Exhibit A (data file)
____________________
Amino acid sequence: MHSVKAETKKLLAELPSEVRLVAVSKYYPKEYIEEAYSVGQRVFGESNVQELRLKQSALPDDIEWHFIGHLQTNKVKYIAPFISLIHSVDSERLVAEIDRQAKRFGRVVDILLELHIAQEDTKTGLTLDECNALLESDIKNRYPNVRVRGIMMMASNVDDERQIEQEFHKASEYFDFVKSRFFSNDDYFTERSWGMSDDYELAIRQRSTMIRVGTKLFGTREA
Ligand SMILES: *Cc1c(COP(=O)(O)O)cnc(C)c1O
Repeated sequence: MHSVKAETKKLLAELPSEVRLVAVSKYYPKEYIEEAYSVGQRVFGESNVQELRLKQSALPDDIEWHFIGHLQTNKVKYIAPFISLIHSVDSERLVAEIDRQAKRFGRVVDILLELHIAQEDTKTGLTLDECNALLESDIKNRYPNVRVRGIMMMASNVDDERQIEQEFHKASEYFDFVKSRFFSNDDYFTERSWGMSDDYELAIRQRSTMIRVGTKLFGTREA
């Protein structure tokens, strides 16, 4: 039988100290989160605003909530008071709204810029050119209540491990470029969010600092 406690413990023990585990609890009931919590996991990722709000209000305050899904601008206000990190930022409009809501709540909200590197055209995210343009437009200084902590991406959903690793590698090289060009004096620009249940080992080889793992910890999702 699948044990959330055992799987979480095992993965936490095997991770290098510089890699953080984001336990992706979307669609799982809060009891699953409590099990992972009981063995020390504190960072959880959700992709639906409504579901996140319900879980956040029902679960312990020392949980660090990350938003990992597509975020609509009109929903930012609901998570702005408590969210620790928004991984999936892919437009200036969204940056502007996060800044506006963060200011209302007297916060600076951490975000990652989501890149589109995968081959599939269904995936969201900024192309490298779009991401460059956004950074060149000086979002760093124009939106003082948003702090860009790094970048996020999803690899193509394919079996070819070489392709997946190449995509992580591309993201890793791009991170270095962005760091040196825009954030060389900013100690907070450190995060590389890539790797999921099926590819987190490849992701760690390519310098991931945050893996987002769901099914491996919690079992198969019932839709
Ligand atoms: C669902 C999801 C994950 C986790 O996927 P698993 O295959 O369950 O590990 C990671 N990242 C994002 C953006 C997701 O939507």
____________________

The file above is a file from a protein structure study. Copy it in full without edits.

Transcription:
Amino acid sequence: MHSVKAETKKLLAELPSEVRLVAVSKYYPKEYIEEAYSVGQRVFGESNVQELRLKQSALPDDIEWHFIGHLQTNKVKYIAPFISLIHSVDSERLVAEIDRQAKRFGRVVDILLELHIAQEDTKTGLTLDECNALLESDIKNRYPNVRVRGIMMMASNVDDERQIEQEFHKASEYFDFVKSRFFSNDDYFTERSWGMSDDYELAIRQRSTMIRVGTKLFGTREA
Ligand SMILES: *Cc1c(COP(=O)(O)O)cnc(C)c1O
Repeated sequence: MHSVKAETKKLLAELPSEVRLVAVSKYYPKEYIEEAYSVGQRVFGESNVQELRLKQSALPDDIEWHFIGHLQTNKVKYIAPFISLIHSVDSERLVAEIDRQAKRFGRVVDILLELHIAQEDTKTGLTLDECNALLESDIKNRYPNVRVRGIMMMASNVDDERQIEQEFHKASEYFDFVKSRFFSNDDYFTERSWGMSDDYELAIRQRSTMIRVGTKLFGTREA
């Protein structure tokens, strides 16, 4: 039988100290989160605003909530008071709204810029050119209540491990470029969010600092 406690413990023990585990609890009931919590996991990722709000209000305050899904601008206000990190930022409009809501709540909200590197055209995210343009437009200084902590991406959903690793590698090289060009004096620009249940080992080889793992910890999702 699948044990959330055992799987979480095992993965936490095997991770290098510089890699953080984001336990992706979307669609799982809060009891699953409590099990992972009981063995020390504190960072959880959700992709639906409504579901996140319900879980956040029902679960312990020392949980660090990350938003990992597509975020609509009109929903930012609901998570702005408590969210620790928004991984999936892919437009200036969204940056502007996060800044506006963060200011209302007297916060600076951490975000990652989501890149589109995968081959599939269904995936969201900024192309490298779009991401460059956004950074060149000086979002760093124009939106003082948003702090860009790094970048996020999803690899193509394919079996070819070489392709997946190449995509992580591309993201890793791009991170270095962005760091040196825009954030060389900013100690907070450190995060590389890539790797999921099926590819987190490849992701760690390519310098991931945050893996987002769901099914491996919690079992198969019932839709
Ligand atoms: C669902 C999801 C994950 C986790 O996927 P698993 O295959 O369950 O590990 C990671 N990242 C994002 C953006 C997701 O939507």